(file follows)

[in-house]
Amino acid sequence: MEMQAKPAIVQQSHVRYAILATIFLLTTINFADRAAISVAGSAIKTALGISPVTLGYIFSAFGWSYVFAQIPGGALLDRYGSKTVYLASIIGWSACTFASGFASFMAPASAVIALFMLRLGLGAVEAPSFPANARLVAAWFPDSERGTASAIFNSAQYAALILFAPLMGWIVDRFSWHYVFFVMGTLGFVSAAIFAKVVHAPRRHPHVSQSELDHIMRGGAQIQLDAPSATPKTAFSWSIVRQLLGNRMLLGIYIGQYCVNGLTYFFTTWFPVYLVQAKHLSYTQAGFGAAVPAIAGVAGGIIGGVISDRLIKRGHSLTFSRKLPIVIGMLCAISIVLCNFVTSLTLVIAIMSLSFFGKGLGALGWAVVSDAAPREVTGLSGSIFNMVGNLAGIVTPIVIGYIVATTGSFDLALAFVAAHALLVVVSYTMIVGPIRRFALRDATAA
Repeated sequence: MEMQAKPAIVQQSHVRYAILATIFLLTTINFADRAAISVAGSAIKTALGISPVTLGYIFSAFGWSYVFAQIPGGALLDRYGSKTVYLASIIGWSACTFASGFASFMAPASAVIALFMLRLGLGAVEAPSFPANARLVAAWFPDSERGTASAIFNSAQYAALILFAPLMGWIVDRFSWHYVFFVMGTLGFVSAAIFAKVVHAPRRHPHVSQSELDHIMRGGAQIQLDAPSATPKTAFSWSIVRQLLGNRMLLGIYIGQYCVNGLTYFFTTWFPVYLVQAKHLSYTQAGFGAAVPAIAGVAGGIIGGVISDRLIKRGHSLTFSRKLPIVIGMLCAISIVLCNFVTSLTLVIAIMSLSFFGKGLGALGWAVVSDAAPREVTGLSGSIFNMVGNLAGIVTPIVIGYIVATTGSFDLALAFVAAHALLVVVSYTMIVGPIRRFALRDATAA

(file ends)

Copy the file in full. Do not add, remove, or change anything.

[in-house]
Amino acid sequence: MEMQAKPAIVQQSHVRYAILATIFLLTTINFADRAAISVAGSAIKTALGISPVTLGYIFSAFGWSYVFAQIPGGALLDRYGSKTVYLASIIGWSACTFASGFASFMAPASAVIALFMLRLGLGAVEAPSFPANARLVAAWFPDSERGTASAIFNSAQYAALILFAPLMGWIVDRFSWHYVFFVMGTLGFVSAAIFAKVVHAPRRHPHVSQSELDHIMRGGAQIQLDAPSATPKTAFSWSIVRQLLGNRMLLGIYIGQYCVNGLTYFFTTWFPVYLVQAKHLSYTQAGFGAAVPAIAGVAGGIIGGVISDRLIKRGHSLTFSRKLPIVIGMLCAISIVLCNFVTSLTLVIAIMSLSFFGKGLGALGWAVVSDAAPREVTGLSGSIFNMVGNLAGIVTPIVIGYIVATTGSFDLALAFVAAHALLVVVSYTMIVGPIRRFALRDATAA
Repeated sequence: MEMQAKPAIVQQSHVRYAILATIFLLTTINFADRAAISVAGSAIKTALGISPVTLGYIFSAFGWSYVFAQIPGGALLDRYGSKTVYLASIIGWSACTFASGFASFMAPASAVIALFMLRLGLGAVEAPSFPANARLVAAWFPDSERGTASAIFNSAQYAALILFAPLMGWIVDRFSWHYVFFVMGTLGFVSAAIFAKVVHAPRRHPHVSQSELDHIMRGGAQIQLDAPSATPKTAFSWSIVRQLLGNRMLLGIYIGQYCVNGLTYFFTTWFPVYLVQAKHLSYTQAGFGAAVPAIAGVAGGIIGGVISDRLIKRGHSLTFSRKLPIVIGMLCAISIVLCNFVTSLTLVIAIMSLSFFGKGLGALGWAVVSDAAPREVTGLSGSIFNMVGNLAGIVTPIVIGYIVATTGSFDLALAFVAAHALLVVVSYTMIVGPIRRFALRDATAA